Author Topic: Powdercoating Rims  (Read 5046 times)

Offline zsiska

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Powdercoating Rims
« on: July 20, 2011, 01:40:44 pm »
I am getting ready to take some rims to get quotes to have them powdercoated.  I am planning on leaving the old bearings in to keep from getting the coating in and making it hard to get bearings back in.  When getting them coated, do I get the part under the tire done also or will that affect the tires ability to seal to the rim?

Thanks

Offline Roadhound

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Re: Powdercoating Rims
« Reply #1 on: July 20, 2011, 03:30:07 pm »
When I had mine coated, they wanted all bearings and seals removed. They masked off all areas where the bearings go and then coated all of the wheel in and out.
Don Ricks
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Offline jim snyder

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Re: Powdercoating Rims
« Reply #2 on: July 21, 2011, 03:07:18 pm »
I removed the bearings from mine when I had them powdercoated. Like the other poster said they
will mask all areas that need to be protected, but tell them up front just in case because powder
coating is very hard to remove. And yes have the inside of the wheel coated. It will make a smooth
surface that will improve tire to rim seal.
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Offline Centex

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Re: Powdercoating Rims
« Reply #3 on: July 21, 2011, 08:38:49 pm »
Removing bearings is not optional when powdercoating.

The heating / cure process will cause grease & contaminants to flow out of the bearings and ruin the job.

Bearing surfaces, rotor (and sprocket) mounting surfaces and threaded holes for rotor (and sprocket) bolts must all be 'masked' with tape or plastic plugs made for the purpose to withstand the heat of cure.  Competent coaters only trust their own work and materials for these mask areas to ensure proper results, you can't save money doing it yourself.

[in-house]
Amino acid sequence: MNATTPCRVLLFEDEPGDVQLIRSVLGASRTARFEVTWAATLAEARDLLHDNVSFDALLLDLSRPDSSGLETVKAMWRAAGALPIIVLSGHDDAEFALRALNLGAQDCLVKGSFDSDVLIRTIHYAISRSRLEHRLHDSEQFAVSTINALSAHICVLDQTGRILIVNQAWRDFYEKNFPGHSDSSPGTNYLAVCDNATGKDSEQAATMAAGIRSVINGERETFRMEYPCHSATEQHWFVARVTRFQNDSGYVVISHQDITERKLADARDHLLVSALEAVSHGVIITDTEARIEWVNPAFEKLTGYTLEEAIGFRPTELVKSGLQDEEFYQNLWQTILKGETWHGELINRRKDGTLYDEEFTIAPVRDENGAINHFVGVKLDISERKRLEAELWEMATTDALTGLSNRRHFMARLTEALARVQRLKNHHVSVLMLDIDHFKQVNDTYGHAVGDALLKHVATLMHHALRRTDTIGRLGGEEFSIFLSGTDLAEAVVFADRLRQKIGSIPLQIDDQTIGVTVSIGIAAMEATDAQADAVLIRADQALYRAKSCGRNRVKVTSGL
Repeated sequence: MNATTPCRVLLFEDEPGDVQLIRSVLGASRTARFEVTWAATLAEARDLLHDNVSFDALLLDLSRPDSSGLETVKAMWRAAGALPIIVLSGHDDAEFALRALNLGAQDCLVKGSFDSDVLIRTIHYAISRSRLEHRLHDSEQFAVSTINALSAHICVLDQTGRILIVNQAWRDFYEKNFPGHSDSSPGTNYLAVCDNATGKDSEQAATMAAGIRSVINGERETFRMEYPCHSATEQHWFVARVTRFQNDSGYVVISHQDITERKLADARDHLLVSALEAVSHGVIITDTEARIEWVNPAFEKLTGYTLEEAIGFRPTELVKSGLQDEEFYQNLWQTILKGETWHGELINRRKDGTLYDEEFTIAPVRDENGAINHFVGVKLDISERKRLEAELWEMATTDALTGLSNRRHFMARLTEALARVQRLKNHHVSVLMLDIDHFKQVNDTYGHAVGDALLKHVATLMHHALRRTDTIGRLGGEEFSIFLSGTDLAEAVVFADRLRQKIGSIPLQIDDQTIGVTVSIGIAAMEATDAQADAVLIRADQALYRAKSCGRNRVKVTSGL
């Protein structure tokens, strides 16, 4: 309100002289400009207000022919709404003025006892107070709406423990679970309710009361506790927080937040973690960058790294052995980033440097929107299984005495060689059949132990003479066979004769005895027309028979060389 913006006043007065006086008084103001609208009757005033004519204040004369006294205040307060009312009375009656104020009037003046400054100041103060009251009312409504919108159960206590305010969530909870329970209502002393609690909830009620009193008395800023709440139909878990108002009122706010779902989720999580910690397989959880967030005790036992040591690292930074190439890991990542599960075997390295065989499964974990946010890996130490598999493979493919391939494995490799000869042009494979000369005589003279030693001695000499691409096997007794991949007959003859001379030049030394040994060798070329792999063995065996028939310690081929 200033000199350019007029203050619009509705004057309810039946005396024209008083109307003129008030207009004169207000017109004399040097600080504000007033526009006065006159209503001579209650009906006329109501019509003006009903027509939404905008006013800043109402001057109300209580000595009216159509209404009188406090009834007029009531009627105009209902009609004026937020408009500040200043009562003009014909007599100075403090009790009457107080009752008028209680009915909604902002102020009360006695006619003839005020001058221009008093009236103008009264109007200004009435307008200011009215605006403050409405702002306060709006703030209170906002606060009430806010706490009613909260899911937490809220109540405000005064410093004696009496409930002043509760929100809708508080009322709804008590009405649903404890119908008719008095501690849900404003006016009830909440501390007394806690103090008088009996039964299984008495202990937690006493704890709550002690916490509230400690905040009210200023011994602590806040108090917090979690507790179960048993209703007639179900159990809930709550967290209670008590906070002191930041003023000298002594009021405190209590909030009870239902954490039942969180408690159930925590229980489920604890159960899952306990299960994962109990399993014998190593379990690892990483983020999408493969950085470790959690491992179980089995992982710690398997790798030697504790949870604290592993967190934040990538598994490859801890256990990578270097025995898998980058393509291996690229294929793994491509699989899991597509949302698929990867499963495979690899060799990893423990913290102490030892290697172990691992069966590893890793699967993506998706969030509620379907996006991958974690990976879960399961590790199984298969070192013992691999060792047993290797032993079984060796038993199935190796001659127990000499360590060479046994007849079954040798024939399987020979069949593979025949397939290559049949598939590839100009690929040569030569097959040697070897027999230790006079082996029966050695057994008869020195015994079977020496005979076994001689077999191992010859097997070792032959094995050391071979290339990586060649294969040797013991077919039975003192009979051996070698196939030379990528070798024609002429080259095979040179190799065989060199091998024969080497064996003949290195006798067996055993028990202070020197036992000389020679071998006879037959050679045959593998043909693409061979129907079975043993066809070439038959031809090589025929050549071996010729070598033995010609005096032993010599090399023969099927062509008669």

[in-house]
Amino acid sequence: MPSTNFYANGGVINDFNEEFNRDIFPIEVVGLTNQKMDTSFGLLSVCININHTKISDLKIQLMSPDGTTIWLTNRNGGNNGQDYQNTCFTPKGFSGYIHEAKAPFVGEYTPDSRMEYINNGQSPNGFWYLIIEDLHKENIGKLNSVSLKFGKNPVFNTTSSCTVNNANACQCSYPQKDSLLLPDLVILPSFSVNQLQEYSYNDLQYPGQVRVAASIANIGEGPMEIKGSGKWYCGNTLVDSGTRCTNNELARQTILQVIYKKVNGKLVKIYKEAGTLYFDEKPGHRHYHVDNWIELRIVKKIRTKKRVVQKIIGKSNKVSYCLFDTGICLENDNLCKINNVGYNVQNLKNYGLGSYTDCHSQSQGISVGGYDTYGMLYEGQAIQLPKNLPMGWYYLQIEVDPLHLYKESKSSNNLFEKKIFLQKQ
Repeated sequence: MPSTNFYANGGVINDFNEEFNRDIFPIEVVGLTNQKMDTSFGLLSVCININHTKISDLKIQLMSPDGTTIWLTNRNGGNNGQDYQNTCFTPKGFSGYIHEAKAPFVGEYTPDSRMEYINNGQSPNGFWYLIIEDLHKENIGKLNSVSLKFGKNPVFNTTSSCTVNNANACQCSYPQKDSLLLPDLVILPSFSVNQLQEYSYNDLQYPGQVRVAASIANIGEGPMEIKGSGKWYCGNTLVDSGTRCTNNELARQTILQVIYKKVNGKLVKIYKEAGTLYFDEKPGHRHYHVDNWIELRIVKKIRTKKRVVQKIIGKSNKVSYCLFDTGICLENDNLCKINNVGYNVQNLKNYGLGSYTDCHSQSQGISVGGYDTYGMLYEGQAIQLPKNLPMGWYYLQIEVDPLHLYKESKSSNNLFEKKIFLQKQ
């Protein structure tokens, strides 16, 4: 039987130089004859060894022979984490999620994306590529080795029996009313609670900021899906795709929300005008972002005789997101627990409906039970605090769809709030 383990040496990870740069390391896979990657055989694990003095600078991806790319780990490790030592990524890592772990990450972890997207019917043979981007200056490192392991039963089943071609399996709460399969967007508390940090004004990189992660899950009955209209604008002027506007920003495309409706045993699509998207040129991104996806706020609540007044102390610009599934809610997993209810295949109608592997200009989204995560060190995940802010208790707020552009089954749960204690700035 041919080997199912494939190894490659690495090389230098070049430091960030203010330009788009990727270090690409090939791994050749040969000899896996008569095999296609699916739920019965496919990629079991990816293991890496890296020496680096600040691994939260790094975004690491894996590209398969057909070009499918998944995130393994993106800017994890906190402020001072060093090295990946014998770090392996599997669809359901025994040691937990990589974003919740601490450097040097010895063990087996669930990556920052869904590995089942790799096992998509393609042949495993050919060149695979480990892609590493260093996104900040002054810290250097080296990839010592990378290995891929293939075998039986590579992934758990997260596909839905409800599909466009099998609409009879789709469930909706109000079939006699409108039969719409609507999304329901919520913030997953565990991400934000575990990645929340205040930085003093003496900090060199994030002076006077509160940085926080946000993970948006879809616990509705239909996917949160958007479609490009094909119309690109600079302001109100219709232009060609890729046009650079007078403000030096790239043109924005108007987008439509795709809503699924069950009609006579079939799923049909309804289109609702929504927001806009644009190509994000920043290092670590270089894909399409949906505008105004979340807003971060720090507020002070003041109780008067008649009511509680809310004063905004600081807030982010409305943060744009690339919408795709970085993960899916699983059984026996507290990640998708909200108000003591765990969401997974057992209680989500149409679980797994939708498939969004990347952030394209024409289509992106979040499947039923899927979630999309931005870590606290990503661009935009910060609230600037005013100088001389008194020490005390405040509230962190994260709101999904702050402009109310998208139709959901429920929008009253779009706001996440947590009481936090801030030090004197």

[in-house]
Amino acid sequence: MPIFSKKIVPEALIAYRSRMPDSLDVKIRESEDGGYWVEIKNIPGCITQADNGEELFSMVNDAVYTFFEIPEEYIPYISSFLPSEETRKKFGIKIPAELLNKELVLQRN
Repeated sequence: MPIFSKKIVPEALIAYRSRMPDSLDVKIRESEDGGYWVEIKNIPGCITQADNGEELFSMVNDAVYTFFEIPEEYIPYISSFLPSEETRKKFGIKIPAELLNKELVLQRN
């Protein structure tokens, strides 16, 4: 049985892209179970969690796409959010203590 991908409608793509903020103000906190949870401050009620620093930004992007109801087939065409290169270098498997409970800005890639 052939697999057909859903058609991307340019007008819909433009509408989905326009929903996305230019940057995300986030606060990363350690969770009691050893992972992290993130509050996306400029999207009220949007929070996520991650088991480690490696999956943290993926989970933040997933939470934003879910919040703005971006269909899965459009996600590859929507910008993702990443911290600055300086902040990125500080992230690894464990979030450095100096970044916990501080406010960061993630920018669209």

Alan in Central Texas
2004 Connie COG 9476
2001 Ducati M750

Offline zsiska

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Re: Powdercoating Rims
« Reply #4 on: July 22, 2011, 03:39:14 am »
Removing bearings is not optional when powdercoating.

The heating / cure process will cause grease & contaminants to flow out of the bearings and ruin the job.

Bearing surfaces, rotor (and sprocket) mounting surfaces and threaded holes for rotor (and sprocket) bolts must all be 'masked' with tape or plastic plugs made for the purpose to withstand the heat of cure.  Competent coaters only trust their own work and materials for these mask areas to ensure proper results, you can't save money doing it yourself.

Good point.  Didn't think about the grease running out of the bearing during the baking process.

Offline jim snyder

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Re: Powdercoating Rims
« Reply #5 on: July 22, 2011, 09:25:26 am »
Good point.  Didn't think about the grease running out of the bearing during the baking process.

Now your next big decision is what color to choose.
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Offline zsiska

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Re: Powdercoating Rims
« Reply #6 on: July 22, 2011, 09:43:16 am »
Now your next big decision is what color to choose.

Already figured it out.  Sort of.  I was going to change the entire color, but it will be easier to stick with black and red and then I don't have to paint all the plastic. 

I am thinking maybe black rims with red flecks in it (if it is available).  The rotors will all be red and probably the calipers also.  The forks probably red.  And probably some red covers on the motor somewhere.  But I am not 100% sure exactly what will get done and what won't.  I need to sit and stare at the bike and all the seperate components for a while.  And then I might ceramic coat the headers also. 

Offline Centex

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Re: Powdercoating Rims
« Reply #7 on: July 22, 2011, 11:10:38 am »
Suggest you will be best served by choosing the shop you want to do the work as your next step.  Then work with them to find colors available in the powder brand(s) they like to use.